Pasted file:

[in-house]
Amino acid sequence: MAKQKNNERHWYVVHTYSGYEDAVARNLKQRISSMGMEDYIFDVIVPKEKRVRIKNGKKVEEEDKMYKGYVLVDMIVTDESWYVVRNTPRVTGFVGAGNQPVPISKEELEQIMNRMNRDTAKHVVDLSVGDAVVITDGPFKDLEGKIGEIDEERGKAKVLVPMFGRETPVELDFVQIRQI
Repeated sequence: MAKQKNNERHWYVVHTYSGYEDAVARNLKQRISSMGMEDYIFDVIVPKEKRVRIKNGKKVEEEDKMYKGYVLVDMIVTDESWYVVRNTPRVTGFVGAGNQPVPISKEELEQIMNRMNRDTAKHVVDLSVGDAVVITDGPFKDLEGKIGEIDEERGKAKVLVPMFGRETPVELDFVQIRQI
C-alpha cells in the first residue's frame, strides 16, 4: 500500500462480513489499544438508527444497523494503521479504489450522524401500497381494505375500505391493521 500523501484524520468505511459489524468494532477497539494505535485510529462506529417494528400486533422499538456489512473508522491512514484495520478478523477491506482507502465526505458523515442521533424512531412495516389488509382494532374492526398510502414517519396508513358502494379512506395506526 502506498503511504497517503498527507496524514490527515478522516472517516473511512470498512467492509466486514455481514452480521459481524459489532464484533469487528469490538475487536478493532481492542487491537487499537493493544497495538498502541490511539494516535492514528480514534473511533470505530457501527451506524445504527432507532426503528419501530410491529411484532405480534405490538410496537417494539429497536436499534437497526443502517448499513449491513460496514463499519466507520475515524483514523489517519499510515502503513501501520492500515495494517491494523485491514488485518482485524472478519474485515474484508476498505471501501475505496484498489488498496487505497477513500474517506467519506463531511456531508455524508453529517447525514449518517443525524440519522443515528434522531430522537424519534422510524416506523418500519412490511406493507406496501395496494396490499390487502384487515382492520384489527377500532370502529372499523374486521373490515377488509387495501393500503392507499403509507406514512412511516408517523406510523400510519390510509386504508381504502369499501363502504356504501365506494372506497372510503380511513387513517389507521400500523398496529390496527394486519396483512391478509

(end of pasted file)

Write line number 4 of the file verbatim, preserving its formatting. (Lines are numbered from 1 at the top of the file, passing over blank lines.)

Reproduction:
C-alpha cells in the first residue's frame, strides 16, 4: 500500500462480513489499544438508527444497523494503521479504489450522524401500497381494505375500505391493521 500523501484524520468505511459489524468494532477497539494505535485510529462506529417494528400486533422499538456489512473508522491512514484495520478478523477491506482507502465526505458523515442521533424512531412495516389488509382494532374492526398510502414517519396508513358502494379512506395506526 502506498503511504497517503498527507496524514490527515478522516472517516473511512470498512467492509466486514455481514452480521459481524459489532464484533469487528469490538475487536478493532481492542487491537487499537493493544497495538498502541490511539494516535492514528480514534473511533470505530457501527451506524445504527432507532426503528419501530410491529411484532405480534405490538410496537417494539429497536436499534437497526443502517448499513449491513460496514463499519466507520475515524483514523489517519499510515502503513501501520492500515495494517491494523485491514488485518482485524472478519474485515474484508476498505471501501475505496484498489488498496487505497477513500474517506467519506463531511456531508455524508453529517447525514449518517443525524440519522443515528434522531430522537424519534422510524416506523418500519412490511406493507406496501395496494396490499390487502384487515382492520384489527377500532370502529372499523374486521373490515377488509387495501393500503392507499403509507406514512412511516408517523406510523400510519390510509386504508381504502369499501363502504356504501365506494372506497372510503380511513387513517389507521400500523398496529390496527394486519396483512391478509